Reflections on Civic Engagement With Common Cause New York

Reflections on Civic Engagement With Common Cause New York

Last in a series of posts from Common Cause New York's 2017 summer interns

Last in a series

Editor’s note: Each summer, Common Cause New York is fortunate to be infused with the talents and energy of a group of interns. They help us with research on our issues, organizing our activists, and pretty much everything else that needs doing. As they headed back to their campuses, we asked them to reflect on their time with Common Cause and the challenges facing our democracy.

By Rifat Islam, Prep for Prep Intern

As the youngest intern at Common Cause New York, I did not know what to expect from the office experience. Bright-eyed and curious, I came to the office on my first day and immediately understood the behind-the-scenes environment in good government nonprofits. I was assigned the critical task of maintaining and updating Common Cause New York’s donor database. I cross-referenced the database with a donation list taken from every annual Common Cause Dinner since 2014. It is essential that a nonprofit, people-funded organization have an operable donor database to finance its work. Incomplete entries and data in the database only impede our goal as an organization. And once the donor database is updated, there still is the monumental yet benign task of mailing out annual donation requests, a frustrating endeavor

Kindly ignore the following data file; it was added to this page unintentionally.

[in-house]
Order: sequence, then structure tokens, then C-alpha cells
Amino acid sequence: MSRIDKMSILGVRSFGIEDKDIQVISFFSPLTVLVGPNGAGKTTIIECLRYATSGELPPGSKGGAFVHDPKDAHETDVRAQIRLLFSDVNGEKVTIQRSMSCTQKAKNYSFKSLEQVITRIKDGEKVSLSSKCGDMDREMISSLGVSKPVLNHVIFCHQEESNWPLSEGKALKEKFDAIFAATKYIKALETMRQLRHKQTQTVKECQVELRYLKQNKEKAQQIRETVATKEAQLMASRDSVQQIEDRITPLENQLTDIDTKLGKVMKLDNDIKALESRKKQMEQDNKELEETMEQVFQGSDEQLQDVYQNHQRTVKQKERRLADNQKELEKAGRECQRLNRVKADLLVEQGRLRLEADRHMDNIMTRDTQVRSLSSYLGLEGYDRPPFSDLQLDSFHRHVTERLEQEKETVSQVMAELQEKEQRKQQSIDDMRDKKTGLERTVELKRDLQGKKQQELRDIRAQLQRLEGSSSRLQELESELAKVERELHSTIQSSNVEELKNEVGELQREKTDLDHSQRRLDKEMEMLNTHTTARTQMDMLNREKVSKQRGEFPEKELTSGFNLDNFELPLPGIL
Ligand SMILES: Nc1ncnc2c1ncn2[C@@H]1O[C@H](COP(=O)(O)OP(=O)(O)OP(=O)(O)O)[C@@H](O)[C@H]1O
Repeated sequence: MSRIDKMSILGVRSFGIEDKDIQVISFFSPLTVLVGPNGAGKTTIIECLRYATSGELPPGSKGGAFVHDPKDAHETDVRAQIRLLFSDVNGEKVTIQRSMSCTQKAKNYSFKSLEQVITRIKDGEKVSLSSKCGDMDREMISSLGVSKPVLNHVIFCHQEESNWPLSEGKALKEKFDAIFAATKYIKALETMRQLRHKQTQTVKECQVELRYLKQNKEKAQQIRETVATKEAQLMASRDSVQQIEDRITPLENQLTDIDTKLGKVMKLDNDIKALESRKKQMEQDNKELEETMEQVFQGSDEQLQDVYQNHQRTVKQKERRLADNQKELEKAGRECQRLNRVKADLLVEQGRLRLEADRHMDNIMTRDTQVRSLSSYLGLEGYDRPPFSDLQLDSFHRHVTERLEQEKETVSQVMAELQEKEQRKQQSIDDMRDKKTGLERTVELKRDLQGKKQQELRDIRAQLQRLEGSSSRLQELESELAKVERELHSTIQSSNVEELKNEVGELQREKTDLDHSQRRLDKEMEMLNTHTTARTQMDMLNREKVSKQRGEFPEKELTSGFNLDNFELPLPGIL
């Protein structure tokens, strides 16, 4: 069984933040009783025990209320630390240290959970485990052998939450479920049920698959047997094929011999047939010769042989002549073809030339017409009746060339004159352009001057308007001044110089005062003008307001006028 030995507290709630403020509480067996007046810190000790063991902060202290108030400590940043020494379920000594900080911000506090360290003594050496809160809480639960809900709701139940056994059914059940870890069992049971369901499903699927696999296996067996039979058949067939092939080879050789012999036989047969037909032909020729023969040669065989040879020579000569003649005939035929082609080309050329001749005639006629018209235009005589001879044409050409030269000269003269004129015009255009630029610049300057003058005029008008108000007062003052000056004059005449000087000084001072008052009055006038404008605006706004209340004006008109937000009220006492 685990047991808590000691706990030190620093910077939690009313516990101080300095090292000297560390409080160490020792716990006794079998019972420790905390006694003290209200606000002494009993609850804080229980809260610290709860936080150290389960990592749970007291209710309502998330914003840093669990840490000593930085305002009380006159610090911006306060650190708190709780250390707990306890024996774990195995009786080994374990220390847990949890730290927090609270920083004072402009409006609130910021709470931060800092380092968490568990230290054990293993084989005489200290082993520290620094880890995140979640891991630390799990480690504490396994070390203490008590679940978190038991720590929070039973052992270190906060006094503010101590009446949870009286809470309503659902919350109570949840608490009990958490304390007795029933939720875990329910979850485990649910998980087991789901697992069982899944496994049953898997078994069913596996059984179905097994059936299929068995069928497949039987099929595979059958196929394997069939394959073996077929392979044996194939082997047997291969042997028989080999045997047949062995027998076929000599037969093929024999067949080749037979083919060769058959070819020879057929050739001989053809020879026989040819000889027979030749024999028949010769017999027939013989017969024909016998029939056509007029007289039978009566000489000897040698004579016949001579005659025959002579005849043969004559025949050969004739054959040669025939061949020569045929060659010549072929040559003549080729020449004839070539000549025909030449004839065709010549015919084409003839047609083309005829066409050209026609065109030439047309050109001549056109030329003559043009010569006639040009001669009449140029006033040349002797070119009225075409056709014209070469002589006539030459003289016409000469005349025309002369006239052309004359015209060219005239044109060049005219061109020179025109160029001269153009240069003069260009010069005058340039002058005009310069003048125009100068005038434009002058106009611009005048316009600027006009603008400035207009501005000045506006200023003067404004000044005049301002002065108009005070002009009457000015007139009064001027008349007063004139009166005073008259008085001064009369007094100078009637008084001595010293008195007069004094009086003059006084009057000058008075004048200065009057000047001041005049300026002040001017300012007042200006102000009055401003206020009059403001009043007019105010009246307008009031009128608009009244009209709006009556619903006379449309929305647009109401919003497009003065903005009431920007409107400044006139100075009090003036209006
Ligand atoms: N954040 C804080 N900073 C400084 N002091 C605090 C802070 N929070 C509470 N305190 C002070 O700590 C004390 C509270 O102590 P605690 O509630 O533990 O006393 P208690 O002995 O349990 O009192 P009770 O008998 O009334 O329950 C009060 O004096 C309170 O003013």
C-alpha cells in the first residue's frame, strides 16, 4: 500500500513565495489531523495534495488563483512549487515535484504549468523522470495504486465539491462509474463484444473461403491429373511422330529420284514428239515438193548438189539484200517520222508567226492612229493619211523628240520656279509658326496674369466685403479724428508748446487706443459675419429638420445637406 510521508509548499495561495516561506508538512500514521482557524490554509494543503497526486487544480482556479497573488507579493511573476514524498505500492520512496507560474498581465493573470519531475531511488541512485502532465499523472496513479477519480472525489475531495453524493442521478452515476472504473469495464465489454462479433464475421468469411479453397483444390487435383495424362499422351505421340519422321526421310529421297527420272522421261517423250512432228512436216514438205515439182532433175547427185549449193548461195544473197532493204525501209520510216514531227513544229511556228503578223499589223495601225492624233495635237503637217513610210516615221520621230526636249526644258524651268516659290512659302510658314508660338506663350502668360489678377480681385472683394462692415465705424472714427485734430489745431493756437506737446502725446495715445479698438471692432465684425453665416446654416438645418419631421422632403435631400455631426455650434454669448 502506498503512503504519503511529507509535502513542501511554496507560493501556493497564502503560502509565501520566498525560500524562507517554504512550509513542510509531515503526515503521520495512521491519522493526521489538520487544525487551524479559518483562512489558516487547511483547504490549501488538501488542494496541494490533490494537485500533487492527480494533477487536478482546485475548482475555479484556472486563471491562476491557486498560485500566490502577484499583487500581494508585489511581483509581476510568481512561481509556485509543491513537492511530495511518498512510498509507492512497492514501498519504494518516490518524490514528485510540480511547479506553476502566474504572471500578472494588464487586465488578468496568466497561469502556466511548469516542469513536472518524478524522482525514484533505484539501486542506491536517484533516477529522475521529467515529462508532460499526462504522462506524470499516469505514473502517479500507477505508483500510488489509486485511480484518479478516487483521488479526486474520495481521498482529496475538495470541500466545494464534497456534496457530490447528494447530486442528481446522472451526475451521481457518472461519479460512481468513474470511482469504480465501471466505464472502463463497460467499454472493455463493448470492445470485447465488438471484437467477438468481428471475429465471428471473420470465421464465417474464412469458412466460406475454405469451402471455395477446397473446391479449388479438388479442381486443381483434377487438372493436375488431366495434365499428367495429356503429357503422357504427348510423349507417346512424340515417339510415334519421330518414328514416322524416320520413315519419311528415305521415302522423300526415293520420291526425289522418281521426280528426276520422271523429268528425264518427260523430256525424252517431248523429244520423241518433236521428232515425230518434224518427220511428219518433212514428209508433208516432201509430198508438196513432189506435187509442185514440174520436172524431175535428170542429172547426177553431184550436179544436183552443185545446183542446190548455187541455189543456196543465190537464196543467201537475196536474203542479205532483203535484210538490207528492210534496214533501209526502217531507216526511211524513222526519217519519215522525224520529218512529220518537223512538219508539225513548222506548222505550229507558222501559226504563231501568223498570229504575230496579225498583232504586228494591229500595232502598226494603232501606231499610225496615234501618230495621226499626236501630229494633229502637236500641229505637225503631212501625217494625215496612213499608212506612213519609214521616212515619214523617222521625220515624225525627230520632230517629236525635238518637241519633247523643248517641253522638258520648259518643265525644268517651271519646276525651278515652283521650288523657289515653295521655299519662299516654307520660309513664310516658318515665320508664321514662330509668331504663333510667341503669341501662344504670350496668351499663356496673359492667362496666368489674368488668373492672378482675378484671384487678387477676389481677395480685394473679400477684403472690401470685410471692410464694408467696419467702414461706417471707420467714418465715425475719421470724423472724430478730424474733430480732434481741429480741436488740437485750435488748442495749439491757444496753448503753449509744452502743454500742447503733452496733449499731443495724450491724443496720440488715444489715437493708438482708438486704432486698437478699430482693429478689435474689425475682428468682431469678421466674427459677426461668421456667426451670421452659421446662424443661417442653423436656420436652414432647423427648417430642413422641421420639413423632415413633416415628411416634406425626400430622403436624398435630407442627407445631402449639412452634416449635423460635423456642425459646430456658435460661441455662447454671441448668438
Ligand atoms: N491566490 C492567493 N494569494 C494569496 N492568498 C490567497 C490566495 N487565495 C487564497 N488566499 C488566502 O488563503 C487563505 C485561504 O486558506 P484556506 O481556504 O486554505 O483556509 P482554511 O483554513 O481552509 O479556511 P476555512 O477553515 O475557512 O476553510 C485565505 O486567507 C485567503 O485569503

Besides that, I got to meet and engage with ambitious young adults in selective colleges and universities nationwide. I enjoyed hearing their life stories and watching their talents come to fruition. We worked as a team and made productive use of our time in the office. I was lucky to get to work with our Generation Vote partners in targeting New York City millennials in competitive districts to register and turn them out to vote.

I also did various small projects. I researched the corruption in Long Island politics and got a deeper understanding of why transparency in government is so integral to the democratic process. I took away the lesson that it is up to each of us to be a watchdog for democracy and to hold our elected officials accountable to the people. Also, I scoured the web for the contact information for political candidates. This information will be used to phone these candidates and ask them to fill out a questionnaire. And finally, I worked with the NY Civic Engagement Table to scan the voter registration forms that people filled out under our guidance. This way, if a voter cannot vote because his/her name is not in the poll book on Election Day, we will have proof that this voter did indeed register properly and on time.

Doing this type of work made me more grateful for how hard nonprofit agencies work to secure funding for their projects, and I wish more people would see it. Now more than ever, it is time for people to engage with their government and enact reforms that help everybody.